Wine can have a savory taste, I've experienced it countless times. It is not specific to a grape variety, I find, more to certain places and techniques of wine making. For example, Jura wines, some red and almost every white have a certain umami taste to me. And most Sherries aged under flor. Many Champagnes too. Where does this umami taste in wine come from?
It is glutamate that gives the savory or umami taste in food. Parmesan cheese, fermented foods like fish sauce and miso paste, clams, tomatoes, meat and bones - these foods are high in umami taste. Japanese scientists have studied the umami taste for a long time. One of their discoveries regarding food might help to explain the savory taste in wine. Quoting the wikipedia article:
One of (Akira) Kuninaka's most important discoveries was the synergistic effect between ribonucleotides and glutamate. When foods rich in glutamate are combined with ingredients that have ribonucleotides, the resulting taste intensity is higher than the sum of both ingredients.I'm not suggesting that there are glutamates combing with ribonucleotides in wine. Is there glutamate in wine? Ribonucleotides? I don't know, but I doubt it. There must be something else going on. But maybe there are certain molecules that combine with others to heighten whatever umami taste there might be in certain wines. For example, Sherry and Champagne both come from very chalky soils. Maybe something of this chalk combines with something that happens under flor to bring this taste. (Jura wines raised sous voile have the most umami taste too - could the yeast layer be imparting something that acts on our tongues the way glutamate acts?) And in the case of Champagne, the chalk combined with extended contact with lees?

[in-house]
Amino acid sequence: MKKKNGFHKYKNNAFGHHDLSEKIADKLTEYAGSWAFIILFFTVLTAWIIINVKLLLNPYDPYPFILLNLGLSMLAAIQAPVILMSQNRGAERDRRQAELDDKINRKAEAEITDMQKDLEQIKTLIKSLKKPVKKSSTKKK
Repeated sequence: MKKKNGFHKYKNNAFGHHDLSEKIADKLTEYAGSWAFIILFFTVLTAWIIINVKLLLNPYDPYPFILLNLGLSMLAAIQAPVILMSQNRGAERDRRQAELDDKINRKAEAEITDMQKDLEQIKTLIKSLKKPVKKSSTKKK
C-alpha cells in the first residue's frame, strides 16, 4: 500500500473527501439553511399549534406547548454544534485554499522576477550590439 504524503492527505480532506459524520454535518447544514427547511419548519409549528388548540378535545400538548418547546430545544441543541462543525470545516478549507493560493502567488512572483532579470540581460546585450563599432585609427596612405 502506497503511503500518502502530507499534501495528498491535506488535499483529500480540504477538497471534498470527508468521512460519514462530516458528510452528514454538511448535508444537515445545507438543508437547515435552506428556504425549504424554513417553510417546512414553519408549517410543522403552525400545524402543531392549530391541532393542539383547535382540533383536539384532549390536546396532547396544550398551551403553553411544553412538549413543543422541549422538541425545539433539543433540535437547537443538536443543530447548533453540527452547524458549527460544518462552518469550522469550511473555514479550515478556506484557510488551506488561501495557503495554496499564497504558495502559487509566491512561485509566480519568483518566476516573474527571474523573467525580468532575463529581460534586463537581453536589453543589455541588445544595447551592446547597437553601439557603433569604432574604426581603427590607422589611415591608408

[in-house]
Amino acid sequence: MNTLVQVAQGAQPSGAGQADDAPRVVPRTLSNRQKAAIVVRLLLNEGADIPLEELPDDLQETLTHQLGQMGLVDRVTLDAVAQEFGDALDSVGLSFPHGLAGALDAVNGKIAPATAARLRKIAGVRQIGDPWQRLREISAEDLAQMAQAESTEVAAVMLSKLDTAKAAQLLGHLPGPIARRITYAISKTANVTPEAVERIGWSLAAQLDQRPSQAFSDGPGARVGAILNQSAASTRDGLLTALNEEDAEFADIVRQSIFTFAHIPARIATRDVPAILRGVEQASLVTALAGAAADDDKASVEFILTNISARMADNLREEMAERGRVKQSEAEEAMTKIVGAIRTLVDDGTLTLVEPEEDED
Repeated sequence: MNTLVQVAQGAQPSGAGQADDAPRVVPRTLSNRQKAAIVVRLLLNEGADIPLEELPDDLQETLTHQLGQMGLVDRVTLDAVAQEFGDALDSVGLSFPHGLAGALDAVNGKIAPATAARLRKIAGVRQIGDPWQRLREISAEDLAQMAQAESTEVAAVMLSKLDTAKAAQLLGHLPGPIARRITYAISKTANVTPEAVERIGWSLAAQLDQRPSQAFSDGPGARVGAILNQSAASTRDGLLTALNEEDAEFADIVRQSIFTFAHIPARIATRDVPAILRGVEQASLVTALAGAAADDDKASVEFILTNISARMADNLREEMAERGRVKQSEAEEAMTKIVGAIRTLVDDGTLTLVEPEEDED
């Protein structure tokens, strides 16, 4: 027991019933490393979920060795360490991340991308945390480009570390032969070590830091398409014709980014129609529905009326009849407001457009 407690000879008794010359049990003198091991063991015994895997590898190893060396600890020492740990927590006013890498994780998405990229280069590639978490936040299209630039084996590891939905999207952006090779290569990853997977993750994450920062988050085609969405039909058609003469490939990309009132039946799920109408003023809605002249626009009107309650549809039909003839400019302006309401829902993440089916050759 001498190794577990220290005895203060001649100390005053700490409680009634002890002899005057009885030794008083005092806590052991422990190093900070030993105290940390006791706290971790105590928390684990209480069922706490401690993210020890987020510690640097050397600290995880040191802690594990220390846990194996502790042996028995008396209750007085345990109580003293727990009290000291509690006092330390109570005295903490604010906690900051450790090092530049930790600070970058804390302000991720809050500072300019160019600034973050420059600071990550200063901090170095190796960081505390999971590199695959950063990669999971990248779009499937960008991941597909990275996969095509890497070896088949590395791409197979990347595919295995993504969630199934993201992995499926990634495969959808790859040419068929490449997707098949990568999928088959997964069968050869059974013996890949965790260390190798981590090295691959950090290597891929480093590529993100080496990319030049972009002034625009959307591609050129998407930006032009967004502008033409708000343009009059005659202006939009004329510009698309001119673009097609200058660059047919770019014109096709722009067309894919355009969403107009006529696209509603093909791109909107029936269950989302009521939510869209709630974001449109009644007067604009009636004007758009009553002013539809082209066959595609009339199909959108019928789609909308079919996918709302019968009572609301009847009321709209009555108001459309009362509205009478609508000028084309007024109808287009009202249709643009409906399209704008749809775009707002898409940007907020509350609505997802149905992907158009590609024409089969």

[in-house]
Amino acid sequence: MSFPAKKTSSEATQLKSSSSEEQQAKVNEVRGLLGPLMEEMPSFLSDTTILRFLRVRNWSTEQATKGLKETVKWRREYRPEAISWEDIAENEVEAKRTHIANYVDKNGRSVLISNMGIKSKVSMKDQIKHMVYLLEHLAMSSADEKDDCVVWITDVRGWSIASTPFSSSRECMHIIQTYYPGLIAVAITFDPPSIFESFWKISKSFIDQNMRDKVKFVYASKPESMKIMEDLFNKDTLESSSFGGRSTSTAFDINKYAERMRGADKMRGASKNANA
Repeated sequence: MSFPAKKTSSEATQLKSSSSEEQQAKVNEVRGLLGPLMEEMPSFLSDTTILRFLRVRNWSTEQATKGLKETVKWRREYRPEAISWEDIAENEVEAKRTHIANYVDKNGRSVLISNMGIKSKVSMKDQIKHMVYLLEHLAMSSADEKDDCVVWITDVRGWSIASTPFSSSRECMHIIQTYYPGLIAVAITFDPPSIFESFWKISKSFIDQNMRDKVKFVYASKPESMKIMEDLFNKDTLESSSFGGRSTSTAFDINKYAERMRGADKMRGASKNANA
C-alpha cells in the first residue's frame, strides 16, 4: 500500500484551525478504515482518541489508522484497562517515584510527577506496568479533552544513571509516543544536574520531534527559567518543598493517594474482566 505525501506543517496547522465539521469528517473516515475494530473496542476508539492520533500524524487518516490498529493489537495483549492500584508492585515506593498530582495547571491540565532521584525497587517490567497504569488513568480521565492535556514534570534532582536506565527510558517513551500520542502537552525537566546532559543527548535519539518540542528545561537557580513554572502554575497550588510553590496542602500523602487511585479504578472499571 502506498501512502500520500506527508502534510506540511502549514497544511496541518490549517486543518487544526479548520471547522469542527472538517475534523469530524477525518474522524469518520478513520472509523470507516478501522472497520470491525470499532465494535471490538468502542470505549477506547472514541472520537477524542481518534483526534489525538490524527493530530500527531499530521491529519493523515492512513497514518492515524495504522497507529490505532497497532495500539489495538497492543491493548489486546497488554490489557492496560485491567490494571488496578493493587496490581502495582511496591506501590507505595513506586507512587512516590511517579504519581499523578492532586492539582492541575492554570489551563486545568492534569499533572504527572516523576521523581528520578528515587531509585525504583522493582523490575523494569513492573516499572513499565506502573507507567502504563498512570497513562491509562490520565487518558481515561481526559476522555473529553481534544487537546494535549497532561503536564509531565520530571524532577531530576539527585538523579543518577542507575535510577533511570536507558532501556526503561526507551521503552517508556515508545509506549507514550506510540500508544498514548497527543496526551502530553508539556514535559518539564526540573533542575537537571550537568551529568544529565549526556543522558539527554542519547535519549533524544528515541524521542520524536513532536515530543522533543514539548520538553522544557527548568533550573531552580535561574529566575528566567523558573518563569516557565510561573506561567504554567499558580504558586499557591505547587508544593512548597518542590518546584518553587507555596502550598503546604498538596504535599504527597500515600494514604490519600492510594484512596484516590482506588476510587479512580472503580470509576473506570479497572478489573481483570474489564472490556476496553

Sorry, but I am asking questions that I cannot answer. Just been thinking about this lately, that's all. And the other night I experienced something that really got my wheels spinning. I was eating dinner at Tsukushi, a great Japanese restaurant in midtown, and the chef served a small bowl of tofu and simmered daikon radish, both topped with a type of seaweed that I've never seen before. When it was still dry it looked almost like tangled olive green string, like the material one might use to make hair for a child's doll. When wet, it turned brown. There was a bit of broth at the bottom of the bowl which to me tasted like dashi that had been liberally infused with white pepper.
We were drinking 2005 Domaine de Montbourgeau Savagnin, $35, Imported by Neal Rosenthal Wine Merchant. On it's own the wine was fragrant with orchard fruit and very mineral, with an oxidative complexity and length - just delicious. But with the tofu and daikon dish, the seaweed and the dashi broth interacted with the wine to amplify the umami character of the food and to bring the savory character of the wine to an intense level. It felt during that dish as though I had chicken broth in my glass. And yes, this was a highly pleasurable experience.
If you can explain this sort of thing, I'm all ears. I definitely appreciate the science behind taste. And then there is also a part of me that simply wants to lose myself in the experience, to leave the mystery unsolved, and to drink a lot more Jura wine at Tsukushi.